Acceptance is an art of living.
When we look out the window, our view of the outside is really depended on where we are standing from. Have you tried looking through a window that was too high, too low, or simply too narrow and it was challenging? Did you give up or tried another way to see through?
When we become critical of others, it is really an alert to ourselves that we are reacting to something within ourselves. The person, situation(s), or thing in the outside world triggering our inner critic to uprise is an innocent bystander. It is simply that we are not seeing clearly because the lens (windows) through our eyes are cloudy and dirty.
A funny story that my friend shared with me, which highlights that our inner critic can sometimes get the best of us.
A woman looks outside her window and complains at the neighbor’s dirty clothes. She is outrage and tells her husband that she feels that she needs to tell the neighbor off, and tell her neighbor how to wash the clothes, and how her washing is way better. Her husband sits there and listens to his wife. The next day, the woman looks at the window and said with surprise that her neighbor clothes are finally clean and she smiles with gladness.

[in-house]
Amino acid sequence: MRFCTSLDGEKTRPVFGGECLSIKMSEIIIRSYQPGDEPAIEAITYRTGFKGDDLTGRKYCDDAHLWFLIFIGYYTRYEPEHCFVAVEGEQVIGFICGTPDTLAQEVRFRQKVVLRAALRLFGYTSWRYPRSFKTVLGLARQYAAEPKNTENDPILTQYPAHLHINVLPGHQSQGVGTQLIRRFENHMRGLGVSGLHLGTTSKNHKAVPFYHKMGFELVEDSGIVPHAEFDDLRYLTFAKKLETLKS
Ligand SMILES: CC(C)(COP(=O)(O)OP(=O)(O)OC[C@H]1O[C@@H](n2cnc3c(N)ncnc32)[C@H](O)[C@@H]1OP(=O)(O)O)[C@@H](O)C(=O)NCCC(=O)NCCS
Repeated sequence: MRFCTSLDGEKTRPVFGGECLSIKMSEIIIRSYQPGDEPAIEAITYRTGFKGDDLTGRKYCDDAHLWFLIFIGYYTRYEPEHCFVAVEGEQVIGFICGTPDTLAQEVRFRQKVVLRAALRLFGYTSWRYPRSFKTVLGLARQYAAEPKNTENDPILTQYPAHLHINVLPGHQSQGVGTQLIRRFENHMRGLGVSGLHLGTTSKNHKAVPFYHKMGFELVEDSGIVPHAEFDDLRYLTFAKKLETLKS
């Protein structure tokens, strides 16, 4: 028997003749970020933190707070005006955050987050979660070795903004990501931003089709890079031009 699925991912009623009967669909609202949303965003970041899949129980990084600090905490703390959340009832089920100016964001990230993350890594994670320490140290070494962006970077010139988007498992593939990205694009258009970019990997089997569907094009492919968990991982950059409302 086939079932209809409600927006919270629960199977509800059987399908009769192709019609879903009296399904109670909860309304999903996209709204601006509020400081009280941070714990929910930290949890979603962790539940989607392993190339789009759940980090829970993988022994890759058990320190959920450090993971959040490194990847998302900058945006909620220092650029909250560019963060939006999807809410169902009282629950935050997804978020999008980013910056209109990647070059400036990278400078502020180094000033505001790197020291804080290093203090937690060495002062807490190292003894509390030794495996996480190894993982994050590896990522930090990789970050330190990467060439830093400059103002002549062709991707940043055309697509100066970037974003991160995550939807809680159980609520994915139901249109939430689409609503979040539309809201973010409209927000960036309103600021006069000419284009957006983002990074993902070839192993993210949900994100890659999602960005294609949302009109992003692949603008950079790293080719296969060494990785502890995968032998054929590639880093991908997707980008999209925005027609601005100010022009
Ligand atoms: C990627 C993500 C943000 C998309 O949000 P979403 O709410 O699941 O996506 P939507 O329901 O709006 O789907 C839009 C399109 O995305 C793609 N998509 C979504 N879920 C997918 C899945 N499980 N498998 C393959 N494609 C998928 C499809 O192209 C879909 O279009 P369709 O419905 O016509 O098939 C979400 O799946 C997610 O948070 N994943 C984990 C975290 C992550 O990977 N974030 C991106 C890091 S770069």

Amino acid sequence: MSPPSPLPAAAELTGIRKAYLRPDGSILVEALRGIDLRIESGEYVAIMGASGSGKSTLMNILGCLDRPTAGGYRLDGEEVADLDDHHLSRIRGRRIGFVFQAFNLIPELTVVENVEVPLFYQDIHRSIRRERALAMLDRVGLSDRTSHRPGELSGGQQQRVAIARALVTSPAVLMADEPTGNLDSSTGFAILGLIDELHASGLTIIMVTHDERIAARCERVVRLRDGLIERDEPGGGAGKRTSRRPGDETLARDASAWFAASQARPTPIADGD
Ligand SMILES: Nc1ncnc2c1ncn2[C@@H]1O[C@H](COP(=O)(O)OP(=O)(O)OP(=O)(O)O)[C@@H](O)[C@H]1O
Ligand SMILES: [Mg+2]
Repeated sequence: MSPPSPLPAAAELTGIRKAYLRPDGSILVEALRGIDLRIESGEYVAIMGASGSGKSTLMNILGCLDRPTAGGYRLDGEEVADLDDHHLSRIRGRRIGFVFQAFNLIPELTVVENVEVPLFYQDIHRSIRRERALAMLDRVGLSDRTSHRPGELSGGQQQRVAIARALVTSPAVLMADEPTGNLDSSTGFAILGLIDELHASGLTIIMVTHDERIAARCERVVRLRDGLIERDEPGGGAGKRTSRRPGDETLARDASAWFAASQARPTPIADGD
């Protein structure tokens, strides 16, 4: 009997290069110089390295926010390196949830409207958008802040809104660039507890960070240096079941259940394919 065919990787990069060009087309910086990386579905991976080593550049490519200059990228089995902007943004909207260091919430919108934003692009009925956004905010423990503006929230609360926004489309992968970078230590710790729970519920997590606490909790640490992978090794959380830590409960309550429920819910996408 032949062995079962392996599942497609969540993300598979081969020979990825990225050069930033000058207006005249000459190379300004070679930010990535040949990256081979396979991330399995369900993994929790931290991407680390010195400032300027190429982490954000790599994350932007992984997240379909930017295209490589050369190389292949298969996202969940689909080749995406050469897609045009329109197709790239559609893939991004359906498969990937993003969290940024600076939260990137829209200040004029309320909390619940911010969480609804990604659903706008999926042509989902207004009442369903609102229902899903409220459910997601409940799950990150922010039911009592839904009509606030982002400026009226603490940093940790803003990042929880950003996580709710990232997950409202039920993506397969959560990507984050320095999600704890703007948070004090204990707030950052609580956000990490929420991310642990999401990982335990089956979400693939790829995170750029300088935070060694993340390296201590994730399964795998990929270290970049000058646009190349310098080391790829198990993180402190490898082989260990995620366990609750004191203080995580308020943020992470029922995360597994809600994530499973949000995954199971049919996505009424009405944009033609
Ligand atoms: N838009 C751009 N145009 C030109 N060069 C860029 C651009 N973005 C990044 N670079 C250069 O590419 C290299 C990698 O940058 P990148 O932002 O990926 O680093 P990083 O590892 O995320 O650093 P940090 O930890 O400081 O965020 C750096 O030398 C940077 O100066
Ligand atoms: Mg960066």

She said to her husband, “look outside the window, you can see that her clothes are so clean!”
Her husband said “Yes, I know.”
“How do you know?” said the wife.
Her husband said, “OH this morning, I cleaned our windows.”
The moral of the story:
When we point our finger out to someone or something, remember, there are three fingers (and a thumb) pointing back at you. We must also clean our windows, so we can view the outside world with clear visions. This way, our “stuff” would not cloud our judgment. When we are highly critical of others, we are really reflecting our weakness and criticism. As the saying goes, “It takes one to know one.”
If we learn to love all of us, accept all of us – the good, bad, and the ugly – as a whole, we would more willing to sprinkle some grace on others as they have undone to us.